The world's first uterine transplant baby was born in Sweden in 2014, and the team behind the medical marvel was led by Prof Mats Brännström of the Sahlgrenska University Hospital at Gothenburg. Brännström's track record as a babymaker has been quite impressive so far—six babies with two ongoing pregnancies.

While listening to a talk by Brännström in 2014, Puntambekar realised that the uterus can be removed from the donor much faster. “Brännström initially took 14 hours to take out the uterus, which later came down to six hours. The woman would be under anaesthesia all this while. This can be done laparoscopically in just two hours. With this idea, I started doing my experiments,” says Puntambekar. He went to Tübingen University in Germany and perfected his technique by doing vessel harvest in cadavers with cervical cancer. Brännström and his colleagues, Dr Pernilla Dahm-Kähler and Dr Niclas Kvarnström, will fly to Pune next month to assist Puntambekar and his team.

Mother's womb, daughter's, too High on hope: Dr Shailesh Puntambekar with Santosh, Tejaswini and her mother | Janak Bhat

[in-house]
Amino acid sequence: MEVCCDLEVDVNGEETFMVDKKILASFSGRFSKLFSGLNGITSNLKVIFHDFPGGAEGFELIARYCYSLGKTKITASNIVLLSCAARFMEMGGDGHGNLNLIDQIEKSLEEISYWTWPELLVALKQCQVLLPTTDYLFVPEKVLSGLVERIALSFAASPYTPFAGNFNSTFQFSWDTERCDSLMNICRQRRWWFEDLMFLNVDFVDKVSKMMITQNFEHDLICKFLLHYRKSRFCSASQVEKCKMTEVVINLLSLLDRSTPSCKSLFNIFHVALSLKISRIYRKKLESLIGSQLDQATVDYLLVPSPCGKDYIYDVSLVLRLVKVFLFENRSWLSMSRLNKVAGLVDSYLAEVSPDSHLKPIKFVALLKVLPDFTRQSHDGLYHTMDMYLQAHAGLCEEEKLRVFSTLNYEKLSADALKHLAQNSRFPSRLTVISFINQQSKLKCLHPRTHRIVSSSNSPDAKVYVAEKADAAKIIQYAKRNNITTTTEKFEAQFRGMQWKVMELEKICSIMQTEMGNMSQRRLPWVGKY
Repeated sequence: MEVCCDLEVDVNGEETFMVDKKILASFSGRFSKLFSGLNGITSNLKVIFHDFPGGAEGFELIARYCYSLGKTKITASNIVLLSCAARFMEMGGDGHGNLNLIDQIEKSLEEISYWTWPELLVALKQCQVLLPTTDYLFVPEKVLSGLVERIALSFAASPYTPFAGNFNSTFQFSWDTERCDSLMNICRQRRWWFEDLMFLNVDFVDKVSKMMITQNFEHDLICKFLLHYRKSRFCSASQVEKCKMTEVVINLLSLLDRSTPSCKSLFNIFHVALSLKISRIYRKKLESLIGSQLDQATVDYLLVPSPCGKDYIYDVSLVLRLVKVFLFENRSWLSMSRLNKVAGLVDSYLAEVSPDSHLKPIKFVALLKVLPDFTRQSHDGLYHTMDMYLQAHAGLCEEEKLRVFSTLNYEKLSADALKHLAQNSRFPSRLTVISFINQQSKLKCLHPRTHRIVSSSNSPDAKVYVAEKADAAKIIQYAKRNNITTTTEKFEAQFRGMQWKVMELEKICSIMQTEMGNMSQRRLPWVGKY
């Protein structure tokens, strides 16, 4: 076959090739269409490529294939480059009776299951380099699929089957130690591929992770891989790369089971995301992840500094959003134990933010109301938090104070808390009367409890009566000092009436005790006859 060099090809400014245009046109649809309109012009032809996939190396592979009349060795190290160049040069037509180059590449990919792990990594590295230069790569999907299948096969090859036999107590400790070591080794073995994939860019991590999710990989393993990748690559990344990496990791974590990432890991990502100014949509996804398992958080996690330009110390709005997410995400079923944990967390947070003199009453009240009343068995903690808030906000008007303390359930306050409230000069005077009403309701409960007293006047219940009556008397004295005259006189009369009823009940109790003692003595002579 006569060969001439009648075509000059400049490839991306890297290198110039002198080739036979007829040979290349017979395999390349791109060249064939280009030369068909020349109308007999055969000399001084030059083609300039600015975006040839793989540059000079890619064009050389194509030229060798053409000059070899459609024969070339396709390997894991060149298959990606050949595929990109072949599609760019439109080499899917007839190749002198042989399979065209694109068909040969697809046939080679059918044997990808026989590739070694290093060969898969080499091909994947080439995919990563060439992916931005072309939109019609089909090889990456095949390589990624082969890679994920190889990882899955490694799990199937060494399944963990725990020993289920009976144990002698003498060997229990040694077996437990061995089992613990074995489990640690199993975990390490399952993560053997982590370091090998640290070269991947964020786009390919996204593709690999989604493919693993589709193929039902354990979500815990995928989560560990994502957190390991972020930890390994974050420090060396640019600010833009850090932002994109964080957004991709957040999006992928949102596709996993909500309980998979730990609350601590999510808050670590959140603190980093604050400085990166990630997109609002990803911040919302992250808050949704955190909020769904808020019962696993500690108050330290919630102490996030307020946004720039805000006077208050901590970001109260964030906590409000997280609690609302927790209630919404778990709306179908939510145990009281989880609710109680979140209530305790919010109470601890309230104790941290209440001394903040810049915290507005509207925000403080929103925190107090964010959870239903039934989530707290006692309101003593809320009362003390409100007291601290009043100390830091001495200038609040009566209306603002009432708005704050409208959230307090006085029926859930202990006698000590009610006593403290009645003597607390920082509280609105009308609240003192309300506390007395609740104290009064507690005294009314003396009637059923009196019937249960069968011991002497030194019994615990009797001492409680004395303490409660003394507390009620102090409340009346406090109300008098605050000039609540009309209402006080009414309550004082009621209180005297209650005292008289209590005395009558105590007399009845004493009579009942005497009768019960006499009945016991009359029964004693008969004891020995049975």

The woman who receives the donor womb has to undergo three major surgeries. First, she has to undergo the transplantation surgery that will place the retrieved uterus in her pelvis. She can only have a C-section, not a normal delivery, says Puntambekar. “The nerves cannot be transplanted along with the uterus. Without the nerves, the uterus cannot undergo spontaneous contraction and relaxation required for normal delivery,” he explains. “Here you can only transport a physical uterus, which will act as a home for the baby, but the uterus has no ability to function on its own to push the baby outside. So the baby will have to be delivered through a C-section.”

Tejaswini is planning to have only one child. Once the baby is born, she will have to undergo yet another surgery. “That is to remove the uterus, so she can stop taking immunosuppressive medicines,” says Puntambekar.

But why would a woman be willing to go under the knife again and again to have a baby? For women born without a uterus, the only option available is to have a baby through surrogacy. As commercial surrogacy could soon be banned in India, uterus transplantation becomes the next best alternative. It allows a woman to experience motherhood from pregnancy onwards and have a legal, biological and gestational baby.

One in every 4,000 women in India is born without a uterus. There are about 4 lakh women with congenital absence of uterus in the country. The number could be higher as many of them do not disclose it owing to social taboo.